Diablero – This 2018-20 Mexican Netflix series based on the book by the late Francisco Haghenbeck is oddly structured with fourteen episodes ranging between a few forty minute episodes and mostly shorter half hour entries. Despite steady directors and a regular writers room, the pace is uneven, treading tires over demonic puzzle pieces while prologues each episode give the viewer the same information twice. Voices are soft compared to loud violence, and the subtitles don't exactly match the spoken languages. Silly tentacles, levitations, and in your face demon roars are unnecessary, and the hot priest in a towel is weird, too. Fortunately, shadowed stabbings, hooded attackers, and demonic abductions are frightening. Edgy music and Mexico City panache accent the last rites, chaos, and evil spirits trapped in bottles. There's a lot to establish with ecclesiastics, creepy ephemera, steampunk gadgets, and mystical mixed cultures. However great characterizations anchor the quicksilver weapons and uneasy alliances. Career oriented cardinals and ineffective police can't help with these demonic problems, but others struggle to accept why God allows these things to happen, if he ever even existed, or if humanity has been abandoned. Missing bodies, occult symbols, burned flesh, deceptive encounters, eerie eyes, and demonic dissected lab rats deepen the scary while seedy criminal shenanigans provide sassy humor. Despite knife standoffs, morgue switch-a-roos, and intriguing connections between pregnant women, simpletons, abused nuns, and significant birth dates; it takes half the First Season to get anywhere with the secret organizations, intertwined family histories, and spells. Our Priest is correct in saying events happen for nothing and they should investigate properly. Seeing the abducted daughter amid demon chases, false escapes, and no reception close calls doesn't let us wonder on her fate. We can read such meanwhile but here the detours detract from what should be a much more focused story. Unnecessary psychic demon vessels with cool headphones, uncomfortable self-harm emo angst, and awkward man of the cloth flirtations waste time by creating more problems – slowing plot progression and stumbling on to one piece of information per episode. Their diablero dad asks why they didn't come for his help sooner when the answers were right under their noses, and the rocky relationships and diablera expertise are disjointed between more flashbacks and underutilized spooky bookstores before rushing into end of the world by dawn countdowns. Subtle possessions, the Church knowing more than it's saying, and evil conclaves toying with life and death are much more chilling. Nahuatl invocations, Latin exorcisms, salt circles, and demon summonings add horror while nightmares, violence at the altar, and scary witches with freaky voices provide great revelations. Bewitching teas, earthquakes, four horsemen of the apocalypse parallels, archaeological clues, dark caverns, and evil children finally bring our players together as our reluctant heroes wax on what they'll do if they survive amid traffic jam humor and #endoftheworld selfies. The intense action, quality demon effects, ulterior motives, and faith are well done as bittersweet reunions and meteorite cover ups lead into the more colorful Season Two. Despite some resolutions, our crew struggles against demon drugs, slimy goo, and dominatrix diableras. Some want to be normal but demons ruin the dinner date with messages from the other side. Gas oven rituals and hidden night club comic relief escalate to Mictlan barges of the dead and in limbo rescues. Monster exorcisms fail against mad science experiments thanks to mystical keys, surprising murders, grave digging, and cranky undead relatives. Chosen children, angel possessions, family flashbacks, and deals with death are repetitive and players from the First Season are dismissed for new characters. The anonymous villain clichés are also unnecessary as are lez be friends baiting and the frigging sex with the priest, but fortunately, the plot is more personal and taut in Year Two thanks to diablera training, reincarnation, and demon mind games. Thunderstorms and haunted house encounters are well done alongside monstrous transformations, bloody smoothies, funerals, and sacrifices. Shootouts and revenge culminate in surprising deaths and a bemusing if left open for more finale. The intriguing story, great world building, and fine characters meander with one step forward, two steps back frustrations, but the good versus evil adventures come together in the end. Without such unfocused structural flaws, this could have gone on for another two seasons.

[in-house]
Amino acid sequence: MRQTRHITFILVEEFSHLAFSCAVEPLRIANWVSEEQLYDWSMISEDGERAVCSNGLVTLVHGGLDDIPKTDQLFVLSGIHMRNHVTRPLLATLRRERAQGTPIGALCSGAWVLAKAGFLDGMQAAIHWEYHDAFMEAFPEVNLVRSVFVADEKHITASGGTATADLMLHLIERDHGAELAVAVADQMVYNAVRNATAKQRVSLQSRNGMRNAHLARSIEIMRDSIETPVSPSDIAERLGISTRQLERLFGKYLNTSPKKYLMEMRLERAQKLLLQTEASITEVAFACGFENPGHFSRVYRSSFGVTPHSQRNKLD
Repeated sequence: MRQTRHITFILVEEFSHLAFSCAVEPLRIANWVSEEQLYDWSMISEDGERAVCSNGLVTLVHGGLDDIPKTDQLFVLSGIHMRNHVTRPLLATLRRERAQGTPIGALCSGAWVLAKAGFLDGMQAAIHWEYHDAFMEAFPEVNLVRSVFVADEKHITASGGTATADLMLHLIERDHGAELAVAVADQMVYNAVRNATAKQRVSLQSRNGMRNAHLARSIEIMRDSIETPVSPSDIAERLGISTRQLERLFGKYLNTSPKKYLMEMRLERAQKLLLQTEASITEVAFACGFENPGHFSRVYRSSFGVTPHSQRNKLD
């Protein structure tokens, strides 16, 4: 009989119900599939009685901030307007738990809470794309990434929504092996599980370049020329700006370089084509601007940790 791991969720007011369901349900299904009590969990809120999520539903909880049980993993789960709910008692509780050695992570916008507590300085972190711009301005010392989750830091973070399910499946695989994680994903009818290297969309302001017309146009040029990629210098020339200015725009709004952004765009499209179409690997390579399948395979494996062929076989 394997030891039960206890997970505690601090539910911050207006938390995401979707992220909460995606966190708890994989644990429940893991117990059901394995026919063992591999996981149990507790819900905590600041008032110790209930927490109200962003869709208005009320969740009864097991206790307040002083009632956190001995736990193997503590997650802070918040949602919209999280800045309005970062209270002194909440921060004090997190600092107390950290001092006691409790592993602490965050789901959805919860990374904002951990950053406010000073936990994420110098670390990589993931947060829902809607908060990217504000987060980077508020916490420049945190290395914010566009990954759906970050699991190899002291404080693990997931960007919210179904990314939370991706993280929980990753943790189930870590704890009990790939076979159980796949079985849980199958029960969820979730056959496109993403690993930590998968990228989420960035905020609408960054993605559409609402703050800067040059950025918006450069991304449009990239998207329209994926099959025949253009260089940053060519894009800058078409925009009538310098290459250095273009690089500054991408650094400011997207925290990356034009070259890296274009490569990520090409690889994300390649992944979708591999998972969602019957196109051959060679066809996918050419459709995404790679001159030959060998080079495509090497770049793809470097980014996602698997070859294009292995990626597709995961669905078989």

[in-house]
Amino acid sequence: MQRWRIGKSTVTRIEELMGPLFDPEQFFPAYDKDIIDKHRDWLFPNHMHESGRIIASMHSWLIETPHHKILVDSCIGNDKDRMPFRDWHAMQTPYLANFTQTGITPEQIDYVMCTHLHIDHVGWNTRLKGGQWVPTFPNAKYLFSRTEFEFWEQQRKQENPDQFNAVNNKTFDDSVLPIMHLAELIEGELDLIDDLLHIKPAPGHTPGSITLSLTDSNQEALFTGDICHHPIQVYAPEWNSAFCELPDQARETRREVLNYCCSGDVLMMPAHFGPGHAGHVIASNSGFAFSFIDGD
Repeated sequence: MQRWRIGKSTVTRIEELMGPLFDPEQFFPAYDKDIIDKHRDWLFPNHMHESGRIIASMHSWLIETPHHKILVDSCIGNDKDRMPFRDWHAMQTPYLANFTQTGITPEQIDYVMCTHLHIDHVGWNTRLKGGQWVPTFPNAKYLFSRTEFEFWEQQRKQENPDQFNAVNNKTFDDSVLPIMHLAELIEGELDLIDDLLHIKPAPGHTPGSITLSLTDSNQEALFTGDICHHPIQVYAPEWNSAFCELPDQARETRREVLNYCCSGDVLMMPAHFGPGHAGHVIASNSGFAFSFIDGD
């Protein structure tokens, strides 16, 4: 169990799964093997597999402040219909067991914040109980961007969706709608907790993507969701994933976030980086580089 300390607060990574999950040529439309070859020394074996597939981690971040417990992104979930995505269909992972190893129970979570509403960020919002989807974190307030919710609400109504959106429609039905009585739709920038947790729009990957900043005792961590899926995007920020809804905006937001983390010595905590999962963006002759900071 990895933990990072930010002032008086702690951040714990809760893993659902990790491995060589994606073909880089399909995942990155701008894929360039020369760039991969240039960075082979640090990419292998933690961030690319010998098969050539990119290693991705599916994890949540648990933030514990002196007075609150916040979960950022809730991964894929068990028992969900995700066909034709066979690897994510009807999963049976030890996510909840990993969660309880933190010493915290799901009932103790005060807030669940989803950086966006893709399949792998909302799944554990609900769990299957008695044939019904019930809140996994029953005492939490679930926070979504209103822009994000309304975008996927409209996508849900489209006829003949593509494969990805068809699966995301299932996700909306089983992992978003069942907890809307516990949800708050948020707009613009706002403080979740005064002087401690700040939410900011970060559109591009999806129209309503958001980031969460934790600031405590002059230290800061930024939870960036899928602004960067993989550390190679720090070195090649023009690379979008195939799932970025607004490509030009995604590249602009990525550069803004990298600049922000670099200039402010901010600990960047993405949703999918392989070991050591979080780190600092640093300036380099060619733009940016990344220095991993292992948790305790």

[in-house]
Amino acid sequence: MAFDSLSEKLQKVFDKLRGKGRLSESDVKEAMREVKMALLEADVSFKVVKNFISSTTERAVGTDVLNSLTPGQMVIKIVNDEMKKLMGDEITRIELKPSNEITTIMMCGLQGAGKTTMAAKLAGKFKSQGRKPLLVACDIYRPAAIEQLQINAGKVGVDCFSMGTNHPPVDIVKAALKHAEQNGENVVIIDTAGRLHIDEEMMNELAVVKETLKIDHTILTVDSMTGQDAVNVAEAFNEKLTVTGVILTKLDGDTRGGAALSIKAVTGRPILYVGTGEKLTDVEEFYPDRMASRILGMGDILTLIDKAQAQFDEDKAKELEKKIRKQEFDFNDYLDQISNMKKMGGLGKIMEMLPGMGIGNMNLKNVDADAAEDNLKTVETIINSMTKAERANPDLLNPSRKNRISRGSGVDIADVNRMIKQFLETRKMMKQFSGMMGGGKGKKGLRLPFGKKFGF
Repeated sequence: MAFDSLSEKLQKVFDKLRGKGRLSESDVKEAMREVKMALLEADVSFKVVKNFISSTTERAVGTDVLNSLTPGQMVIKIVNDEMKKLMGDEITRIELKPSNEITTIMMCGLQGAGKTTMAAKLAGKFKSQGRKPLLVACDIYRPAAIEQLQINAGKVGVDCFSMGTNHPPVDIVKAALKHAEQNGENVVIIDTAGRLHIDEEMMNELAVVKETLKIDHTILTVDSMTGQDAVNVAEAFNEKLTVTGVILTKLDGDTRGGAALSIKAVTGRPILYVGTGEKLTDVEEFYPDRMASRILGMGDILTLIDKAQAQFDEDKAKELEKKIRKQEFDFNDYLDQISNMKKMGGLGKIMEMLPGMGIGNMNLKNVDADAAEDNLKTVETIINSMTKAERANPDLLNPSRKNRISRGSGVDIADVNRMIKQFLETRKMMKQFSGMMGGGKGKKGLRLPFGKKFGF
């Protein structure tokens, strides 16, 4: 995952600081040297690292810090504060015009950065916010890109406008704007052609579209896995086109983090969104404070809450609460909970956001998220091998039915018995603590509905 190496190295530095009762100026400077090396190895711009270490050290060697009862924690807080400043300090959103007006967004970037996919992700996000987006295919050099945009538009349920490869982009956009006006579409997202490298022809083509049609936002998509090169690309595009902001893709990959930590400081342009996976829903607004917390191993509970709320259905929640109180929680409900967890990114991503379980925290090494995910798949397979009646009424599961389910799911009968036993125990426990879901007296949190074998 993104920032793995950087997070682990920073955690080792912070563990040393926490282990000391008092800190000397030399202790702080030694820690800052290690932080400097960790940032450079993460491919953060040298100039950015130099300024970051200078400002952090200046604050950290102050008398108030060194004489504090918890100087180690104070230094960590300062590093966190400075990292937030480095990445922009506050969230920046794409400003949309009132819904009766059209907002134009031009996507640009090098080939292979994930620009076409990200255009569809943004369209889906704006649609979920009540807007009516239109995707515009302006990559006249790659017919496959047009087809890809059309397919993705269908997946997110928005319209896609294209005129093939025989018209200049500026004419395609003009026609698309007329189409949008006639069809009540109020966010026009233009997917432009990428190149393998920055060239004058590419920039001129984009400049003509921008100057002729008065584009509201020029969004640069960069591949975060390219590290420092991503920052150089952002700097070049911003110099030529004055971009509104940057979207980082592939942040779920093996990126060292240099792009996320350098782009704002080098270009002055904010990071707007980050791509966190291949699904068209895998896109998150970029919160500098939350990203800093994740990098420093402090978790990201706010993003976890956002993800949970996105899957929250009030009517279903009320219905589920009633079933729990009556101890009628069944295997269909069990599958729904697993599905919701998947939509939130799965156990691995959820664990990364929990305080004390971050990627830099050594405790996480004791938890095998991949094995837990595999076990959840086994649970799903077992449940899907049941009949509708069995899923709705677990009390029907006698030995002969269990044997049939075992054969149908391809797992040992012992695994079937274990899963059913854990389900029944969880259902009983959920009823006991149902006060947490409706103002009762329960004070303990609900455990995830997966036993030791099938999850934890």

High Seas – The twenty-two episode 2019 Spanish murder mystery Alta Mar jumps right into the action with stowaway suspense, albatross omens, and murder aboard a post-war luxury cruise liner en route from Spain to Brazil. High end period detail including hats, gloves, brooches, satin, stoles, frocks, and cigarettes matches the Art Deco splendor, sumptuous colors, inlaid woodwork, and divine staircases. Impressive ship visuals and Titanic engineering specs provide scale alongside maze like halls, askew angles, turbulent waves, and thunderstorms. Jazzy ballads and grand ballrooms create mood before intrepid writers, telegrams, cryptic conversations, and suspicious midnight rendezvous raise the disappearances, accusations, and blackmail. In debt Lotharios, lecherous in-laws, and handsome officers clash with underbelly workmen and disgruntled servants, and the episodic chapters allow time for plots high and low. Course changes and defying orders question who's in charge – the aging captain, wealthy owners, angry shareholders, or the slimy ship detective? Ominous cargo holds, stolen lipstick, lockets, typewriters, and ransacked rooms escalate to man overboard emergencies, fires, and promises to take one's secrets to the grave. Intertwined crimes are resolved as new twists and turns are well balanced between the dramatic love triangles, faked accidents, and fishy business deals. Microfilm clues and poisoned cocktails reveal previous conspiracies, past motives, and Nazi gold. It's dangerous to wander the secret passages amid power outages, red lights, and increasingly dark corridors, yet surprising deaths aren't what they seem thanks to mad doctors and tick tock countdowns. Blinding blows, chases, castaways, and an SOS start Season Two alongside tarot cards, psychic clues, and seances. Crackling intercoms, bloody bodies on the bed, ghosts, dead women walking on deck, spooky phone calls, and more paranormal are not out of the blue, but rather a natural progression of the escalating circumstances. However, is the vintage Ouija an elaborate ruse or are there really evil spirits starboard? The ship becomes a character of its own with messages on the mirror, old fashioned spy gadgets, lifeboat rigs, and daring escapes. Too many lies, betrayals, and forged letters acerbate wedding shocks, secret pregnancies, and business takeovers. There are some soap opera slaps in the face, too! Shipwreck deceptions and bodies in trunks culminate in one final kicker before Year Three takes a new course from Buenos Aires to Mexico. Our writer published a novel about the cruise experience, but strange suitors at the bookstore and a spooky antique shop lead to British Intelligence and objectives to track down an incoming passenger who's really a Nazi doctor carrying a deadly virus. It's fun to see who's back for better or worse – same crew, servants in new ship staff positions, fresh crisscrossing romances. A second sister ship will travel behind with expensive cargo, but a man is shot on the first night out and bodies end up in the car boot in the hold. Do you up security and alarm the passengers? Those who know about incriminating notes are indisposed via fevers, injections, and Luger murder weapons. Bandaged patients aboard provide intrigue amid suspicious radio transmissions, magic disappearing acts, and dark room suspense. Missing photographs, doppelgangers, and torturous know how make for shady alliances, but one can't worry about scruples after an innocent man is dead. Code decryption, trick lighters, and secret cameras uncover planted evidence, sinister green tubes, and ruinous revenge as gaslighting, threats, and mutiny lead to armed standoffs and shocking gunshots. Concentration camp survivors recall sadistic doctors who enjoyed what they did, but evil lookalikes slip up thanks to disguises and a scrumptious masquerade ball with perfect lighting, glam, and gowns. Life or death maydays raise the outbreak finale, yet it is strange to see vintage masks, quarantines, and plague panic these days. Coughing and spreading symptoms remind us of our socially distant reality, but prayers, ulterior motives, and divided sisters add to the evacuations, knives, and showdowns. Rescue warships would rather sink than save, but vaccines come in the nick of time – with a twist or three. The destination pacing and cliffhangers are easy to marathon, but it's a pity Netflix turned its back on this series. Nothing here is superfluous thanks to Shakespearean asides, whispers in the gallery, and well done mysteries. Obviously this not being full on horror may disappoint some, however the period atmosphere, sweeping melodrama, and gothic twists remind me of Dark Shadows' earlier years.